Wrapping up my first full semester as faculty here in Communication at MSU, I can finally reflect on the semester and what’s been happening.
Media and Morality
I was involved in two media and morality workshops, one at MSU and one at Radboud University in Nijmegen, as well as a media and morality discussion panel at NCA. As usual, I just wish we had more time for these things, as they bring together scholars on an important topic in a way we don’t get to do on a day-to-day basis. Most interesting themes in the area of media and morality from these talks, from my perspective:
- Looking at both the positive and negative effects of moral portrayals, including character ambiguity, moral license or cleansing, and consequences for altruistic and egoistic behavior. Of course this touches on my own work, but also new stuff coming out from Mina Tsay and Maya Krakowiak, Morgan Ellithorpe and David Ewoldsen, and Sven Joeckel and Layla Dogruel, among others.
- Focusing on the role of the audience in perception of morality, particularly in terms of attributions about character motivations and in terms of audience moral deliberation/entering the moral playground of narrative and video games. This has been driven by several folks, namely Matthew Grizzard and Tilo Hartmann in video games, and Clare Grall, Nick Bowman, and Ron Tamborini in narrative.
- Charting the developmental effects of sociomoral portrayals in media on children. This has been coming for a while (particularly from Robert Lewis and Lindsey Hahn) but I confess it hasn’t really interested me terribly… until I got involved in a project looking at moral intuition salience after points of moral conflict in Brave. Excited to work on those data with Serena Daalmans and Lindsey Hahn this coming year.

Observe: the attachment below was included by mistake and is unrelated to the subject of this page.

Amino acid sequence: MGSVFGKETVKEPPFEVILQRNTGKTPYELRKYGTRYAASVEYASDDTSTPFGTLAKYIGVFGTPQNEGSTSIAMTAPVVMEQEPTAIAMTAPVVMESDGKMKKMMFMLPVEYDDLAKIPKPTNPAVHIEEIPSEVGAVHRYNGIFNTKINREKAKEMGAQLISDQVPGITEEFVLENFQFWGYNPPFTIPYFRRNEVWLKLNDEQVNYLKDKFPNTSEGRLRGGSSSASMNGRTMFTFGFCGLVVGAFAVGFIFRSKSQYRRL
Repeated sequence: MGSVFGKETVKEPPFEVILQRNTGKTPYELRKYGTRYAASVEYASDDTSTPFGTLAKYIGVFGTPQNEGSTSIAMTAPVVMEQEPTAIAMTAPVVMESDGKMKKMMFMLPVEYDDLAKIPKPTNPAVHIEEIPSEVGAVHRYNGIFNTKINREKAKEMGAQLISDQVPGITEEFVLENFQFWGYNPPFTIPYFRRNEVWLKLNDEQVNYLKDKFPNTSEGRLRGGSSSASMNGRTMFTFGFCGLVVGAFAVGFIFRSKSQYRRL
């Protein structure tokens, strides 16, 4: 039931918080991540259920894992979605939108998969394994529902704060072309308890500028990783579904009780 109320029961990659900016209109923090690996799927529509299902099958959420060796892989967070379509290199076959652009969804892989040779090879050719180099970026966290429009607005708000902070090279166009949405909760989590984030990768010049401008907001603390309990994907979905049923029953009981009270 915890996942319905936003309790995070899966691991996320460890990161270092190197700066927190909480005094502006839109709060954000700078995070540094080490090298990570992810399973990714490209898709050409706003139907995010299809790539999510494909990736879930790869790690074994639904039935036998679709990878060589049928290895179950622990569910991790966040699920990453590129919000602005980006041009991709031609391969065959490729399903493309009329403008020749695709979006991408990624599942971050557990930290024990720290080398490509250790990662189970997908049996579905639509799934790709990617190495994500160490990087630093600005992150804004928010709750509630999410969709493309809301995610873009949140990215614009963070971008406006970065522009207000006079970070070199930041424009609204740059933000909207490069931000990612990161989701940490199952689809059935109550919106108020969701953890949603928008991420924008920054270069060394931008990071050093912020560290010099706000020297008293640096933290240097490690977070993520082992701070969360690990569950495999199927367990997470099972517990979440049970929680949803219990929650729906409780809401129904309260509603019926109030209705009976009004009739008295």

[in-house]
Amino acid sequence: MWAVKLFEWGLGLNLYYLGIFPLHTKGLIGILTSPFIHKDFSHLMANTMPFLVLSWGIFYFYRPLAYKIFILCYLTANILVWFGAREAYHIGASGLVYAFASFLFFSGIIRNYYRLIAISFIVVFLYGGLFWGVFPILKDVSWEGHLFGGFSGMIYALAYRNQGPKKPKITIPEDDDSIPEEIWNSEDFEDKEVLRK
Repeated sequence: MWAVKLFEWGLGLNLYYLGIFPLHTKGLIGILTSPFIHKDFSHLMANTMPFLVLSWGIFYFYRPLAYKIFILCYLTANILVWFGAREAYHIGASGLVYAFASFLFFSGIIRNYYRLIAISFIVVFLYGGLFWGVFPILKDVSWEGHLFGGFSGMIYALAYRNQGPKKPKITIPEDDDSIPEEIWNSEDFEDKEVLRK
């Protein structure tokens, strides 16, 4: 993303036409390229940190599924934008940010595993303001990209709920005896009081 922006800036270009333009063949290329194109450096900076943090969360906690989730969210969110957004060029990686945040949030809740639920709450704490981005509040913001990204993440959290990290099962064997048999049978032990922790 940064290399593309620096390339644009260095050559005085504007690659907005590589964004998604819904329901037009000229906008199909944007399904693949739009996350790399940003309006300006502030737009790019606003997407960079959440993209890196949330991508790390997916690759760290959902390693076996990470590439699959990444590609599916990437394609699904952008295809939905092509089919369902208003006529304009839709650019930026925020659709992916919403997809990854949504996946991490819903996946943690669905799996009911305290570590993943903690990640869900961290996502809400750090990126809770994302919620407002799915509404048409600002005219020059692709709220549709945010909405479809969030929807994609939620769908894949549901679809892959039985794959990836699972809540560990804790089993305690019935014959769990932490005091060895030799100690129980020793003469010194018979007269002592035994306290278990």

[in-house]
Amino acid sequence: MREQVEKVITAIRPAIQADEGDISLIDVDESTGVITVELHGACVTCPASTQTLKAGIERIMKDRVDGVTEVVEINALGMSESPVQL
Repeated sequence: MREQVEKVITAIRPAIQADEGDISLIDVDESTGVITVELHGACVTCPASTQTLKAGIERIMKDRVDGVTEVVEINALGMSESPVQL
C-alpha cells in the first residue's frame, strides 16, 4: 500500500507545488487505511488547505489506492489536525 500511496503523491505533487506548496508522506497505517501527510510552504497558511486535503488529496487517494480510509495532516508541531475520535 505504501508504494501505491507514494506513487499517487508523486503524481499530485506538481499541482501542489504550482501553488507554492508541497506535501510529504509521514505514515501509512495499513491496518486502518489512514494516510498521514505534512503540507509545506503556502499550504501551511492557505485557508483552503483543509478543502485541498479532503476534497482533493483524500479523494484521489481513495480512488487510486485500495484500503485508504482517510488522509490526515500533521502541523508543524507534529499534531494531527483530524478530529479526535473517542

- Identifying the neural correlates/ROI for moral reasoning in narrative. I can’t say much but be ready for some really cool papers coming out in the next year on this topic!
Media and Well-Being
Of course the big news in media and well-being research was the publication of the Routledge Handbook of Media and Well-Being, edited by Leonard Reinecke and Mary Beth Oliver. Such an incredible volume that pulls together established and new scholars to tackle this important topic.
Leonard and I are also currently working on the special issue of Journal of Media Psychology on Media and Well-Being, which will come out in 2017.
I have several papers under review in this area currently, which I hope to announce in the coming year. Not to tip my hand here, but I can say that the papers I’m most excited about in this area include one with Matthias Hofer on media use and well-being in the elderly, one on the psychological costs and benefits of binge-watching, and two on media use for recovery and personal expansion. So this area will get a lot of traction in the coming year (I hope!)
Teaching this semester was incredible. I had a lovely graduate seminar on historical perspectives and current developments in mass communication theory. We covered a range of topics and perspectives, and I had the pleasure of reading excellent final papers extending or refining existing mass comm theories/perspectives such as Uses and Gratifications, Reinforcing Spirals, Two-step flow, and Social Cognitive Theory. It was a class I’d taken once from John Sherry and once from Steve Lacy, so it was especially exciting to teach from both those perspectives in my first term back at MSU.
In short, although I miss the VU and living in the Netherlands quite a bit some days, I am on the whole still overwhelmingly pleased to be back in East Lansing and with the incredible faculty, students, and opportunities available at Communication Arts & Sciences here at MSU. Onward and upward to 2017!